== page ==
A Lowcountry Home With Eclectic Southern Style

In South Carolina, a home near the ocean is reimagined to evoke a sense of style-driven history.

Interior designer Cortney Bishop created a warm and modern beach home by combining pieces that incorporated both refined masculinity and an homage to the past. In the family room, an Old Modern Objects tobacco stick chandelier holds center court to the traditional Ralph Lauren leather chair and ottoman and the Verellen leather sectional sofa below.
Interior designer Cortney Bishop created a warm and modern beach home by combining pieces that incorporated both refined masculinity and an homage to the past. In the family room, an Old Modern Objects tobacco stick chandelier holds center court to the traditional Ralph Lauren leather chair and ottoman and the Verellen leather sectional sofa below.
All photos courtesy of Cortney Bishop/Andrew Cebulka/Katie Charlotte.

WWhen it comes to designing a beach home, there is the obvious route and then there is the road less taken. Sea shell accessories, shades of misty blue hues on the walls, and a beige slip cover on the sofa to hide the sandy leftovers are typical, if not traditional, requests associated with water-front properties. So when interior designer Cortney Bishop’s longtime clients commissioned local Charleston architect Hunter Kennedy to custom-build their home— a mere three blocks away from the Atlantic ocean—she knew this space was about to chart new territory.

The mix of different time periods and refined textures are what bring each space to life.

–Cortney Bishop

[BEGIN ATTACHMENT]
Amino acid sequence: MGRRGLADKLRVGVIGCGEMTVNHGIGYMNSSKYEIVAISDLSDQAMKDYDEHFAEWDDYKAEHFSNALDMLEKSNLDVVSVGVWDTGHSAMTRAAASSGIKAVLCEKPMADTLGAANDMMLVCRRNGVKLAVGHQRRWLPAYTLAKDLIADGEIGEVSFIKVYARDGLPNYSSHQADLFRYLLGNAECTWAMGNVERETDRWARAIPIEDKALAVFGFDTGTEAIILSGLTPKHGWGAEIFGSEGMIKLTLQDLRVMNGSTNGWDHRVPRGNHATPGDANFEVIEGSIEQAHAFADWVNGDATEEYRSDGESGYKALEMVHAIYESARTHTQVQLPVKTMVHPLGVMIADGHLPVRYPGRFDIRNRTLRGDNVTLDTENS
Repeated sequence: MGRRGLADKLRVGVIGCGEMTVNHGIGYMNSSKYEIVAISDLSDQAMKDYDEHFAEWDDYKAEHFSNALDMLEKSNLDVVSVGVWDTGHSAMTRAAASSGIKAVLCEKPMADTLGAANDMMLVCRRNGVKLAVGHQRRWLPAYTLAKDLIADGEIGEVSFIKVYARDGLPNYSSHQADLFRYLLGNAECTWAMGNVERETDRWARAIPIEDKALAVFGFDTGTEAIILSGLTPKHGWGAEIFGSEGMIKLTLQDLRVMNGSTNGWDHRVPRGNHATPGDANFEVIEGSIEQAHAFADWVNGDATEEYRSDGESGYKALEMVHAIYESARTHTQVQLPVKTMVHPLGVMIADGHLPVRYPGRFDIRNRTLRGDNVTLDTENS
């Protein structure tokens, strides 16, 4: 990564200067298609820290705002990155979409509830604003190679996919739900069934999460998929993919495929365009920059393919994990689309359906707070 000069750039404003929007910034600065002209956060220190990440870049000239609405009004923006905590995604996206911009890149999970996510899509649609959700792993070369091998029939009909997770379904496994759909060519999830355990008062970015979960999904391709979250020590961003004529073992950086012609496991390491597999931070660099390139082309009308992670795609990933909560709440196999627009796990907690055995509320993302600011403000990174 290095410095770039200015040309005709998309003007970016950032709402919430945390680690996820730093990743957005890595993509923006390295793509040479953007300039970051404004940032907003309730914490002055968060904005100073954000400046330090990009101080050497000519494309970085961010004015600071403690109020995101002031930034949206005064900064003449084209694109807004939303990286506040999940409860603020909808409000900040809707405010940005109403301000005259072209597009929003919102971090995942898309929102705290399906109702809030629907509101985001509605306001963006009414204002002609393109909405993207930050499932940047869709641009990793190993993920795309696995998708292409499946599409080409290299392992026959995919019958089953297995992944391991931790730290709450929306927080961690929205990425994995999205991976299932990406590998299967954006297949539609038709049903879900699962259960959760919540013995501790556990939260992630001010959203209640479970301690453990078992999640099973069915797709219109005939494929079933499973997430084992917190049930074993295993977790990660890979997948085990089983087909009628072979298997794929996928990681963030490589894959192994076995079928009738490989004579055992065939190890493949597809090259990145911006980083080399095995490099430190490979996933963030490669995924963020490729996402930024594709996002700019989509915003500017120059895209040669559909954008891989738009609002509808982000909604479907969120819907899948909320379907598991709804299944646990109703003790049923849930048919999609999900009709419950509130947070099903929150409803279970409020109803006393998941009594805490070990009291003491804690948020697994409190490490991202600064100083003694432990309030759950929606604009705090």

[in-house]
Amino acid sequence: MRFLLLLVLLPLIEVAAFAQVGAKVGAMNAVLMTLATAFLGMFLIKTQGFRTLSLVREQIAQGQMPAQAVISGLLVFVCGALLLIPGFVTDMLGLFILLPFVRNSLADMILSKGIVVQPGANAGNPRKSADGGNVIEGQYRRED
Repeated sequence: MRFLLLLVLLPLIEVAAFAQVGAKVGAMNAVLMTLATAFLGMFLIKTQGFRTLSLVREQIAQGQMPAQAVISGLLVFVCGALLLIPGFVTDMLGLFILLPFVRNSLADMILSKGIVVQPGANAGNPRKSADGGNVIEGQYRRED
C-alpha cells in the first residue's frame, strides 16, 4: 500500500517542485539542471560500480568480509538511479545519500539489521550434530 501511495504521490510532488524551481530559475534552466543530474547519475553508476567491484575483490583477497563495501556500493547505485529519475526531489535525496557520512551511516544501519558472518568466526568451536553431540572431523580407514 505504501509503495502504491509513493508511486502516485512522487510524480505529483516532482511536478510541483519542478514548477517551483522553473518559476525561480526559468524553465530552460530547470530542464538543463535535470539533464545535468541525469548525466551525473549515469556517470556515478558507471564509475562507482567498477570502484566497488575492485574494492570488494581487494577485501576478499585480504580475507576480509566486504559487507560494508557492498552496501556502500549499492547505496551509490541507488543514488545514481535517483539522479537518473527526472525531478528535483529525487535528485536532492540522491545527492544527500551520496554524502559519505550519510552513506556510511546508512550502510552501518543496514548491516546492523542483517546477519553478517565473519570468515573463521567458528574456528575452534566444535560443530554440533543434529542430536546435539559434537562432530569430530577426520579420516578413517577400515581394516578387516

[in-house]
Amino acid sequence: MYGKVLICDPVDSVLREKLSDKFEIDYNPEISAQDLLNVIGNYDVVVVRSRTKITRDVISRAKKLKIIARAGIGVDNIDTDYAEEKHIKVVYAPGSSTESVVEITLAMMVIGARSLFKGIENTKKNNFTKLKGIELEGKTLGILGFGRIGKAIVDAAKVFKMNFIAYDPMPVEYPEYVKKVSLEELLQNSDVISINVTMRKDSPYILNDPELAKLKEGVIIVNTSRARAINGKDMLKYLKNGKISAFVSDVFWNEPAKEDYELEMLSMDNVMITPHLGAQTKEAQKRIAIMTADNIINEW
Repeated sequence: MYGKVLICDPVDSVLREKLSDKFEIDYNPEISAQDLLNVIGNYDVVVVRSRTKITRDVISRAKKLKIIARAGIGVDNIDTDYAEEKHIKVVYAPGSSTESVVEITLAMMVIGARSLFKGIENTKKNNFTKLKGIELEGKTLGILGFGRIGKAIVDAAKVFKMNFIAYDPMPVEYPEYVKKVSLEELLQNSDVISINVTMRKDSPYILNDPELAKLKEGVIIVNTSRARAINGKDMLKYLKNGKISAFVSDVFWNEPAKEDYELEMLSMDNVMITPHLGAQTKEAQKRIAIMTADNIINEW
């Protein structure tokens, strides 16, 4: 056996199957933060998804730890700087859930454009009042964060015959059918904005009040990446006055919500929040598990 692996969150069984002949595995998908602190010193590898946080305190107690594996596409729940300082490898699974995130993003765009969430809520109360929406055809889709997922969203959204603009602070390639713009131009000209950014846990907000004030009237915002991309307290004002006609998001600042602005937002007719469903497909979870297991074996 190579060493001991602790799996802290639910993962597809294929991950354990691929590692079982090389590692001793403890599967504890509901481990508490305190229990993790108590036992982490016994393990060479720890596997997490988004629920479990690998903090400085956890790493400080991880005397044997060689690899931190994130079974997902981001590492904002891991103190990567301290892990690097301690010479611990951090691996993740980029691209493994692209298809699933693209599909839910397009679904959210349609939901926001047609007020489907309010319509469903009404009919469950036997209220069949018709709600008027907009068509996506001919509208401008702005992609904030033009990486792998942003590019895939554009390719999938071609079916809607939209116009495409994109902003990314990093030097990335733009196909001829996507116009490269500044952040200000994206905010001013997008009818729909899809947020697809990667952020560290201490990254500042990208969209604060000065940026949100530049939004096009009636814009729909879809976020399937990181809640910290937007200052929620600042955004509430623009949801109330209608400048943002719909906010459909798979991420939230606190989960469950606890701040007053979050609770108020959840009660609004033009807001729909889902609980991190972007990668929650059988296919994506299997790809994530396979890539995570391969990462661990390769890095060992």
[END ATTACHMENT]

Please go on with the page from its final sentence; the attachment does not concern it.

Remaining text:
It wasn’t that her clients weren’t traditional, far from it. “I like to say that they are a modern southern family who appreciate those time-tested southern values,” says Bishop of the homeowners, and their two young boys, who travel the world for pleasure, often picking up design inspiration throughout every trip. "Their tastes combine the wife’s love of worldly, ethnic art and influences along with her husband’s appreciation and great knowledge of furniture design—especially mid-century modernism.” The homeowners came to the table with their personal collection of art, vintage rugs and furniture, and an edited selection of accessories from their travels to make the home sing. Comfortable, practical, and most importantly, unique were the terms inflicted upon the designer to give this brand new home an old soul.

A cozy corner in the breakfast nook combines art and plush seating from the owner’s personal collection and a vintage chest and lamp that were found by Bishop.
A cozy corner in the breakfast nook combines art and plush seating from the owner’s personal collection and a vintage chest and lamp that were found by Bishop.
Andrew Cebulka.
Artwork, made by the homeowner’s children, are proudly displayed on a vintage walnut chest of drawers.
Artwork, made by the homeowner’s children, are proudly displayed on a vintage walnut chest of drawers.
Andrew Cebulka

Coming in off the wrap-around porch, the home opens in typical southern fashion. A grand plantation-style hallway with pine flooring repurposed from an old church, unfolds throughout the entire first floor. In front, the formal living and dining room are traditional in nature, perfect for entertaining but not necessarily spaces that the entire family can enjoy. So, in the back of the house, the walls were removed, creating an open floor plan that combined the large, custom kitchen with the laid-back family room, allowing the family to spread out yet still be together.